The further flaw in the majority's reliance on Billeci is that the case does not stand for what the majority suggests. In Billeci, a jury advised the trial judge that it had not been able to reach a verdict. In then making an effort to encourage the jury to reach agreement, the trial judge strayed from the standard of proof of guilt beyond a reasonable doubt. Instead, he stated that the jury should apply the following considerably lesser standard: "If you believe from the testimony that the defendants *775 have committed the crime of which they are charged, then you must find a verdict of guilty, irrespective of whether the witnesses appealed to you or not." Id. 87 U.S.App.D.C. at 279, 184 F.2d at 399. It was that transgressionpermitting a finding of guilt on the basis of mere belief rather than proof beyond a reasonable doubtwhich the court quite rightly held to be erroneous, rather than the subtle distinction between the words "should" and "must".

The present standardized jury instruction on burden of proof stops far short of reflecting the law as stated in Billeci and as implicitly approved by the majority in this case. That instruction provides that the jury "must find" a defendant not guilty if the government fails to prove every element of the offense beyond a reasonable doubt, but gives the jury no guidance whatsoever as to its duty if it finds that each element of the offense has been proven beyond a reasonable doubt. Criminal Jury Instructions for the District of Columbia, No. 2.08 (2d ed. 1972). In earlier days, such an instruction may well have been adequate. But times change, and jurors' recognition of their individual and collective responsibilities change. Careful consideration has led me to conclude that a meaningful degree of instructional equipoise is needed to guide juries in arriving at their verdicts. To be silent as to a juror's duty if guilt is proven beyond a reasonable doubt is to invite acquittals based not on the law and the facts, but on whim, sympathy, or prejudice. A verdict returned on such a basis, while properly not reviewable, scarcely is consistent with the profound obligation undertaken by each juror.

The trial judge in this case and I, of course, are not alone in reaching such a conclusion. It is apparent from the many records which come before us and from cases decided by other appellate courts that more and more judges are concluding that a proper balance in the criminal justice process requires an exposition of both sides of a juror's basic duty. In each reported case of which I am aware (assuming proper instructions as to the need for finding that a defendant's commission of an offense has been proven beyond a reasonable doubt), appellate courts have affirmed instructions which, in effect, have told the members of a jury that they have as great an obligation to find guilt where guilt has been proven as they do to acquit where it has not. E. g., United States v. Johnson, 462 F.2d 423, 429 (3d Cir. 1972), cert. denied, 410 U.S. 937, 93 S. Ct. 1396, 35 L. Ed. 2d 602 (1973); United States v. Minker, 312 F.2d 632, 636 (3d Cir. 1962), cert. denied, 372 U.S. 953, 83 S. Ct. 952, 9 L. Ed. 2d 978 (1963); Straughter v. State, 247 A.2d 202, 203-204 (Del.1968); State v. Devoe, 301 A.2d 541, 545-546 (Me.1973); State v. Bryant, 375 S.W.2d 107, 108 (Mo.1964). The simple fact is that there is no relevant prior authority which supports the result reached by the majority.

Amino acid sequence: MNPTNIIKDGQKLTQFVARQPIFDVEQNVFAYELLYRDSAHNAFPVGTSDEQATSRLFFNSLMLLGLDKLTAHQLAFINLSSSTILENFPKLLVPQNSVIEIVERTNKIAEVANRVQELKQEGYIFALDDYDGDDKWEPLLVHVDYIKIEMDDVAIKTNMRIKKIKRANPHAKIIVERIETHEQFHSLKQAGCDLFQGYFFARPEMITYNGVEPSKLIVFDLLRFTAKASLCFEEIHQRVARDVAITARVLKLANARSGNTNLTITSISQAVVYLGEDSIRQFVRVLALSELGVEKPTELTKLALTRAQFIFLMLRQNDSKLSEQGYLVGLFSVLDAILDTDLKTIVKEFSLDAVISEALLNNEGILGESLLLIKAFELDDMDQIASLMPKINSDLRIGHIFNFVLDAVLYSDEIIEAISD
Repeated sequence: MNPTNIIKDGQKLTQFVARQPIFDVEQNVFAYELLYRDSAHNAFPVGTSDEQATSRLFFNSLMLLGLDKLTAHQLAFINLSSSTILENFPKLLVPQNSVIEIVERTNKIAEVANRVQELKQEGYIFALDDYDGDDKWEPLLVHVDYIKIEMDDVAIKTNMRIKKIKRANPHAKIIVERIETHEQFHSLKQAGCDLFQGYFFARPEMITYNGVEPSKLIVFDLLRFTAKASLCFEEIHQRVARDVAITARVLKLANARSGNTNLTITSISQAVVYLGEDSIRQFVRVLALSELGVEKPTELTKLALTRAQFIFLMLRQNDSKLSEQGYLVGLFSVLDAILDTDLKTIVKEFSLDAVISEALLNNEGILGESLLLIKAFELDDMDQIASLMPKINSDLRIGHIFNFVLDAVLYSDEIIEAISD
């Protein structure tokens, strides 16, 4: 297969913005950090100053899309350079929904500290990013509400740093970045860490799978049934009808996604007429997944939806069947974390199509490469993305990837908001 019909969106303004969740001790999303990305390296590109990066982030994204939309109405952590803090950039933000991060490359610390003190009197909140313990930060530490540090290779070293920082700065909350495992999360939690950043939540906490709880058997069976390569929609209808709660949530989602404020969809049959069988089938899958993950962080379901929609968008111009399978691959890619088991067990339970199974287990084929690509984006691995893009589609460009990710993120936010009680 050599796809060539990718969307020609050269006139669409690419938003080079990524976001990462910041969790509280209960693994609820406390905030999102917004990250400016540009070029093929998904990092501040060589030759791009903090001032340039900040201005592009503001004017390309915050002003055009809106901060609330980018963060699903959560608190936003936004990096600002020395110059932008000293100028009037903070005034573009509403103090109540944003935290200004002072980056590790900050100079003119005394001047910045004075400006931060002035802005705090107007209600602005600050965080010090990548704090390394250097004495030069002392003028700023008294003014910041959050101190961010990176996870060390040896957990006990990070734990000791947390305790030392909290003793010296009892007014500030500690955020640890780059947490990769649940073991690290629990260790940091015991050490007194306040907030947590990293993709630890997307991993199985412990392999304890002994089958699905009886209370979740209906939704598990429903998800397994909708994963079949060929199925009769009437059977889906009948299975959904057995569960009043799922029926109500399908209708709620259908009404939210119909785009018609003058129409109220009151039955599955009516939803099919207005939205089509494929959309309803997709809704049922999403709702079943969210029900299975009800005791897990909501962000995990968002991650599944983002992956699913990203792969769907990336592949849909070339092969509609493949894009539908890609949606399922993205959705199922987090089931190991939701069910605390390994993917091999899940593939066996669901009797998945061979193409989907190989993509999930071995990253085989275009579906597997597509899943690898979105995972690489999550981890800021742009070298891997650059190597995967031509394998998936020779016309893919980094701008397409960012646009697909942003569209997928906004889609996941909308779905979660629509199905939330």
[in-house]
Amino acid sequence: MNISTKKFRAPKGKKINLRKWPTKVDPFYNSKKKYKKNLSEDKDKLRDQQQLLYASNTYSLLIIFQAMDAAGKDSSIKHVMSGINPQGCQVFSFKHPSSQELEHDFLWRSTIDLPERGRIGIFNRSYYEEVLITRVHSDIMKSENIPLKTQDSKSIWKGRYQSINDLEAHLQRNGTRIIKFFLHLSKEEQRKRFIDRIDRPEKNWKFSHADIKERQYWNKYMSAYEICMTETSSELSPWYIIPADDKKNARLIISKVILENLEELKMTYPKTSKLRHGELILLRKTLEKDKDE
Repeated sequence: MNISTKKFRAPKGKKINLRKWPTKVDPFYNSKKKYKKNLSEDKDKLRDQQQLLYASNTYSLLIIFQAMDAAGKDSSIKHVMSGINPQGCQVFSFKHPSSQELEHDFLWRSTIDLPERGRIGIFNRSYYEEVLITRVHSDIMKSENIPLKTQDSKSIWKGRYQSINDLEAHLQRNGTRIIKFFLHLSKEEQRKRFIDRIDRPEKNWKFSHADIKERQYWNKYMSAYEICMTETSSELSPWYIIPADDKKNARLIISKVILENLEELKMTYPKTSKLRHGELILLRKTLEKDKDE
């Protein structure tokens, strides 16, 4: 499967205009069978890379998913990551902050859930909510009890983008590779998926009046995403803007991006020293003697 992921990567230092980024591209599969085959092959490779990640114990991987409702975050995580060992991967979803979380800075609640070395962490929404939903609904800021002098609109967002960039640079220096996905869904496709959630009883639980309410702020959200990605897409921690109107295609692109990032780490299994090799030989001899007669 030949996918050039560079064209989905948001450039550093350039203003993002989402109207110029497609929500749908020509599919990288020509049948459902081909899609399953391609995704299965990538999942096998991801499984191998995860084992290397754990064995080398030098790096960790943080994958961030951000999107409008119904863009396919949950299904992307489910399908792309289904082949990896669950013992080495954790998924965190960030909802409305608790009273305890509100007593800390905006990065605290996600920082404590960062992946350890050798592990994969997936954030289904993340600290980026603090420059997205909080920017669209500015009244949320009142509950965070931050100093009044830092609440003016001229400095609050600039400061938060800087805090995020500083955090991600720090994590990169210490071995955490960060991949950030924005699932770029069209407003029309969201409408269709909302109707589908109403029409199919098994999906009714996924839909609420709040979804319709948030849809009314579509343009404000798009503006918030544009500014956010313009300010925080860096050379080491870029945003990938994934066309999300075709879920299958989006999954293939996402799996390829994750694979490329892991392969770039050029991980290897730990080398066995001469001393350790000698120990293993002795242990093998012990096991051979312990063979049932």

The moment at which jeopardy attaches in a criminal jury trial is the moment the jury is sworn in. In the Superior Court, each juror then solemnly swears that he or she will "a true verdict render according to the law and the evidence." That oath must be considered to have deep meaning. It tells each juror to be guided not by whim or prejudice, but by the law and the evidence adduced at trial. I see no error much less plain errorin the trial court's use of "must find" in lieu of the term "should find" which is permissible under Billeci v. United States, supra.

Of great significance is the fact that the instructions in question were not objected to at trial. Superior Court Criminal Rule 30 (which is identical to Fed.R.Crim.P. 30) deals with the jury instructions. Among its provisions is the following:

No party may assign as error any portion of the charge or omission therefrom unless he objects thereto before the jury retires to consider its verdict, stating distinctly the matter to which he objects and the grounds of his objection.

*776 The majority opinion makes no reference to that rule. With no elucidation, the majority simply holds in a footnote that the language in the instructions "was equivalent to directing a verdict of guilty" and hence reached the level of plain error.[3] It is this aspect of the case which is most troubling to me. The reasons for requiring an objection to jury instructions as a prerequisite to appellate review thereof were expressed cogently by the Circuit Court as follows in Villaroman v. United States, 87 U.S.App.D.C. 240, 241-242, 184 F.2d 261, 262-263 (1950):